“Anatomy of a Car Crash” Discussion Questions “Anatomy of a Car Accident” Reading (Taped to pg. 4) • Read story • Underline or highlight key points/phrases/main ideas/important info • Circle vocabulary or unknown words 1. What are vital signs? Name at least 3. 2. What are hematomas? Explain what they look like. 3. What might a hematoma indicate? 4. Why is it important to know a patients previous medical history when treating them? 5. How can listening to our internal organs help us identify if something is wrong?
1) Answer group discussion questions on pg. 4 of your interactive notebook 1. What are vital signs? Name at least 3. 2. What are hematomas? Explain what they look like. 3. What might a hematoma indicate? 4. Why is it important to know a patients previous medical history when treating them? 5. How can listening to our internal organs help us identify if something is wrong? This will be taped on pg. 4 of your INB 13
Classwork/Homework • Read the “History of Anatomy” • Underline or highlight main ideas/important information • Circle vocabulary or unknown words • Answer the 3 questions on the bottom of Pg. 4 in your interactive notebook
History of Anatomy Questions 1. What factors probably stimulated early interest in the human body? 2. How did human health change as lifestyle changed? 3. What kinds of activities helped promote the development of modern medical science?
Sponge: Set up Cornell Notes on pg. 5 Topic: 1. 1 Anatomy and Physiology Essential Question: What is the difference between anatomy and physiology? 1. 1 Anatomy 2. 1 Atoms, Ions, and Molecules and Physiology What is the difference between anatomy and physiology?
The 2 major areas of medical science are: Anatomy and Physiology Anatomy – study of the structures of body parts: their forms and organization (Greek – “cutting up”) 17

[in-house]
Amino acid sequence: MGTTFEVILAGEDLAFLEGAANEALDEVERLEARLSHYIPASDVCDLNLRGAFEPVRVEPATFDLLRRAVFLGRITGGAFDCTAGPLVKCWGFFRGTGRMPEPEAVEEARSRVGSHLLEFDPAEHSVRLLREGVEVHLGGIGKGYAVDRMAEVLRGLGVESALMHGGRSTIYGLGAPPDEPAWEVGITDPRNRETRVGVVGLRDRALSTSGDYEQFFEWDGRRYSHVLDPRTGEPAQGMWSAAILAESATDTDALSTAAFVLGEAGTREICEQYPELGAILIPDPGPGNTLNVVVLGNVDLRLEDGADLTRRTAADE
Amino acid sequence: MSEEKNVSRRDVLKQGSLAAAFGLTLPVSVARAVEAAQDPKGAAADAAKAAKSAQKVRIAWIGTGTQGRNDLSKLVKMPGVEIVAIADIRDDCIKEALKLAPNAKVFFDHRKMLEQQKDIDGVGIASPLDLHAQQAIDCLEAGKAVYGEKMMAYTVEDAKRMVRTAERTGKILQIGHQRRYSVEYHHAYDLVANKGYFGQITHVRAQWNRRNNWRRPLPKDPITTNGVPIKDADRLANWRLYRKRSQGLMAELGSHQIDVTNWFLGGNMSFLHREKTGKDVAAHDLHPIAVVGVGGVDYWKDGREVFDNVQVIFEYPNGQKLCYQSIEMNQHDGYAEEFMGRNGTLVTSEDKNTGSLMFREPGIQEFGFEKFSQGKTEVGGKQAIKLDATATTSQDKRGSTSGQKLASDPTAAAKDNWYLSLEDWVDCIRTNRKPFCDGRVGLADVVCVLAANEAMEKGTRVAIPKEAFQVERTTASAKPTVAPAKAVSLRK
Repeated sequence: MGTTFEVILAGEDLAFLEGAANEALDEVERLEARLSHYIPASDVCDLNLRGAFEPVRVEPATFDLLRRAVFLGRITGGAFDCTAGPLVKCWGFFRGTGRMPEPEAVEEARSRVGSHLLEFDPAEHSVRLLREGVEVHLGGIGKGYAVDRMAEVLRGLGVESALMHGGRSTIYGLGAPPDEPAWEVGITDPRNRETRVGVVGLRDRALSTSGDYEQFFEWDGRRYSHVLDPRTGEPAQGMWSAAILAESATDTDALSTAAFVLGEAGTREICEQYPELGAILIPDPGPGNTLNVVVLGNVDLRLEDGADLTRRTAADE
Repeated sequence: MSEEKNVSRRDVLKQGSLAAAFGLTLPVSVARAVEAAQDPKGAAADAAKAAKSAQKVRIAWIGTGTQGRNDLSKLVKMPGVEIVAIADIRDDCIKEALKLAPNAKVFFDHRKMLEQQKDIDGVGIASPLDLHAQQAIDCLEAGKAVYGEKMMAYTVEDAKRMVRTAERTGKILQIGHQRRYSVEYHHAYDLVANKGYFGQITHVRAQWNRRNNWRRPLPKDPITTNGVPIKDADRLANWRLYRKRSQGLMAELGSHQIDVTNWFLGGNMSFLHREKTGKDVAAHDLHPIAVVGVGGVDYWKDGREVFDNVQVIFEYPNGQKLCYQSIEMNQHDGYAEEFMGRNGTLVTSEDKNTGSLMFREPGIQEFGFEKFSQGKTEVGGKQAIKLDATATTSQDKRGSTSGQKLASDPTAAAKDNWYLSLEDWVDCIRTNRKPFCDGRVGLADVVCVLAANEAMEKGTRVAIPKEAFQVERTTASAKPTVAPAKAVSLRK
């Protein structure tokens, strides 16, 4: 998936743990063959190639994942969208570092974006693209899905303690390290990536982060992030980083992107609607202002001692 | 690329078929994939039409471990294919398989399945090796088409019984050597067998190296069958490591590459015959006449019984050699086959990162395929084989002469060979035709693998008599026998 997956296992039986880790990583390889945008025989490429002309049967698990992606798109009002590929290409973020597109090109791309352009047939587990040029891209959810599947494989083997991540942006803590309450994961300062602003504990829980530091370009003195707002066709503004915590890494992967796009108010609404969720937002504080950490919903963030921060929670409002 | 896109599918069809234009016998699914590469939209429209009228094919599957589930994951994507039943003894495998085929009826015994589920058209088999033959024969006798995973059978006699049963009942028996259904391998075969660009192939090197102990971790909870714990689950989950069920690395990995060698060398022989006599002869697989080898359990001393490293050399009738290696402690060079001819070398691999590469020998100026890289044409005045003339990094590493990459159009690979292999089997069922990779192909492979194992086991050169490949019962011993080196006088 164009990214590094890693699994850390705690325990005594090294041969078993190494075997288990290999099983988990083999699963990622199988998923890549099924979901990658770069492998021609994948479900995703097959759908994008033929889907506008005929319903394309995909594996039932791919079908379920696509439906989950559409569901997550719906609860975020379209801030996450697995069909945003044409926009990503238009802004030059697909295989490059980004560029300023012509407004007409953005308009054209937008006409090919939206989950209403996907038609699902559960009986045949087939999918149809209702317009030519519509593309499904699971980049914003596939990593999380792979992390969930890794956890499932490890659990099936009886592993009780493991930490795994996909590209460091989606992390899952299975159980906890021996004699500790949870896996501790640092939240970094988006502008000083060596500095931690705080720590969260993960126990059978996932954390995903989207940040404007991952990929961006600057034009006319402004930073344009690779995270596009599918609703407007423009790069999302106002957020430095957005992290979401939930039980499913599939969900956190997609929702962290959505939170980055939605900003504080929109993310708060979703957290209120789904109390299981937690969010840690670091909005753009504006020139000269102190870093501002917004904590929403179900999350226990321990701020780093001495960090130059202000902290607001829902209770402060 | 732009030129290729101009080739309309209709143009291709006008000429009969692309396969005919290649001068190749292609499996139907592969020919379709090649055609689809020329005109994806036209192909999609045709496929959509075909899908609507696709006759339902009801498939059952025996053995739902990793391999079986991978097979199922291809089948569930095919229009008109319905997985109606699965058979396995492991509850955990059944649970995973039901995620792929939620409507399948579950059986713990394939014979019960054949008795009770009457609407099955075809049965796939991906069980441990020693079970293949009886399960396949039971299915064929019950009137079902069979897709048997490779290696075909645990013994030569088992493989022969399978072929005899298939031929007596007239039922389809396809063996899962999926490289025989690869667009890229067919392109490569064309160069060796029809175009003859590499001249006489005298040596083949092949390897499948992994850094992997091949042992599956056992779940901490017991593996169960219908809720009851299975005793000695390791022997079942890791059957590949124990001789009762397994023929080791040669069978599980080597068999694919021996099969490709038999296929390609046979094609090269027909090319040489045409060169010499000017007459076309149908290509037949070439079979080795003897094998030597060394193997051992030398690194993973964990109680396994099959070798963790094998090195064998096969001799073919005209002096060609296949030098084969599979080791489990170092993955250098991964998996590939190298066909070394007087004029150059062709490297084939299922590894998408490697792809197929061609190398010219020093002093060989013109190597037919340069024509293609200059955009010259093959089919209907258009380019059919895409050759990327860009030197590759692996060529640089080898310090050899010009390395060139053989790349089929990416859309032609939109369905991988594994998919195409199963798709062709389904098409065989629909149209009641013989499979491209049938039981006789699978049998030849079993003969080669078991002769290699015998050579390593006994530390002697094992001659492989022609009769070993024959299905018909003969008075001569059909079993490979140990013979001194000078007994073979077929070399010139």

Physiology – study of the functions or jobs of the body parts-what they do and how they do it (Greek – “relationship to nature”) 18
In Anatomy there is a statement, “Structure is always related to function”. Please hypothesize what you think this statement means. 19
Structure is always related to function! The structures are developed or evolved to perform a specific job or function 20
Think of different parts of your body, or of another animal’s body: How do their structures relate to their functions? Please come up with at least 5 examples. Exs: Hand/fingers= to grasp, grab, or hold objects Teeth= to grind up food so we can swallow them Pelican’s bill= to scoop up fish from the sea for eating 21
On the bottom ½ of pg. 5 Innovations in Physiology -100 Greatest Discoveries (9 mins) 1. When was the science of human anatomy “born”? 2. Where did Andreas Vesalius get the bodies that he dissected? 3. Why was Vesalius’ “The Structure of the Human Body” so important to science? 4. How many gallons of blood does our body pump a minute? 5. What was William Harvey’s great discovery? 6. Why did some blood transfusions work and others didn’t? 7. What was the impact of Karl Landsteiner’s discovery about blood?
Innovations in Physiology -100 Greatest Discoveries (9 mins) 1. When was the science of human anatomy “born”? • The Renaissance 2. Where did Andreas Vesalius get the bodies that he dissected? • Graves- Grave Robbing- Executions 3. Why was Vesalius’ “The Structure of the Human Body” so important to science? • 1 st accurate description of the interior of the human body 4. How many gallons of blood does our body pump a minute? • 5 5. What was William Harvey’s great discovery? • Blood pumps in a circular motion or cycle 6. Why did some blood transfusions work and others didn’t? • Not all blood is the same! Some combos will clot, leading to death 7. What was the impact of Karl Landsteiner’s discovery about blood? • Blood transfusions were much safer- organ transplants possiblesaves lives